Food safety took center stage in Iowa yesterday as Senator Tom Harkin (D-IA), chairman of the Senate Agriculture Committee participated in a food safety panel discussion at Drake University and the Pew Charitable Trusts released a study that found 90 percent of voting Iowans believes the government should be given additional authority to ensure the safety of the food supply.

During the panel discussion, sponsored by the Make Our Food Safe Coalition, Harkin noted that foodborne illness is a growing problem “particularly as people are incorporating more fresh fruits and vegetables into their diets,” adding that fresh fruits and vegetable are vulnerable in an already weak federal food inspection system.

“This is an issue I have focused on for some time now and I plan to continue to make a priority – it is time to fix our nation’s food safety system,” blogged Harkin after the event.

After hearing “heart-wrenching stories” from Iowan families who had lost loved ones to foodborne illness, Harkin noted that “these deaths could have been prevented through better food safety procedures and are a stark reminder of the importance of enacting federal food safety reform.”

The Pew study, released the same day, highlighted increased public support for stronger federal regulation in Iowa, a key agricultural state. The poll, conducted by Hart Research and Public Option Strategies, showed widespread support for stronger food protection “regardless of voter’s gender, income level, or political affiliation.”

According to the poll, 81 percent of Iowa voters believe the federal government should be responsible for ensuring the safety of the food supply.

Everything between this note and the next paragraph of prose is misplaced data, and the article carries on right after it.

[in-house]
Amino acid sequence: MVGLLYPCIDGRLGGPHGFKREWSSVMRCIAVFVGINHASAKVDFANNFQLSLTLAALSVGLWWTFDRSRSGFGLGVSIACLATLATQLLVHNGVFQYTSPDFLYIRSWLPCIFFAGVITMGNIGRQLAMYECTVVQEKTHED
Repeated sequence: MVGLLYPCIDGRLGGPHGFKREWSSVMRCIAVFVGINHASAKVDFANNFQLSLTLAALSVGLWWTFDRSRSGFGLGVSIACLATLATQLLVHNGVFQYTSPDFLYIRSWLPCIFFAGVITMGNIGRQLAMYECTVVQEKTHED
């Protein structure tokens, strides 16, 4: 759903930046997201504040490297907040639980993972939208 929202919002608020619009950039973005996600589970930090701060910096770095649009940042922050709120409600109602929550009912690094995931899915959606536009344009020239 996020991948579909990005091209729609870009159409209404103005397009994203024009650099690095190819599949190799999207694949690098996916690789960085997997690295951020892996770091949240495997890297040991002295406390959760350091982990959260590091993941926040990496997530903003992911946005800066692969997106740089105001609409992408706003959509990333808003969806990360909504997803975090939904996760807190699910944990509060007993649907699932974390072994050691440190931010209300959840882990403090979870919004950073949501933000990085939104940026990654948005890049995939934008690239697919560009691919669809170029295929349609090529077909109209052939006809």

“Iowans are very clear: the government needs to do more to ensure that our family members won’t get sick from the food on their dinner plates,” said Shelley A. Hearne, managing director of the Pew Health Group. “The take-away message from this is that the public gets it: our antiquated food safety laws greatly need updating so that Americans can have more confidence in the food supply.”

The increased attention to food safety in Iowa comes as the Senate is expected to consider foods safety legislation this fall, after the House of Representatives decisively passed reform legislation at the end of July. Harkin will likely be a key player in shaping the legislation as his agricultural constituents have a large stake in the regulation of food regulation.

Though momentum has been building for food safety legislation, Harkin reminded the panel audience that the Senate still has to grapple with health care reform this fall in what is sure to be a packed legislative session.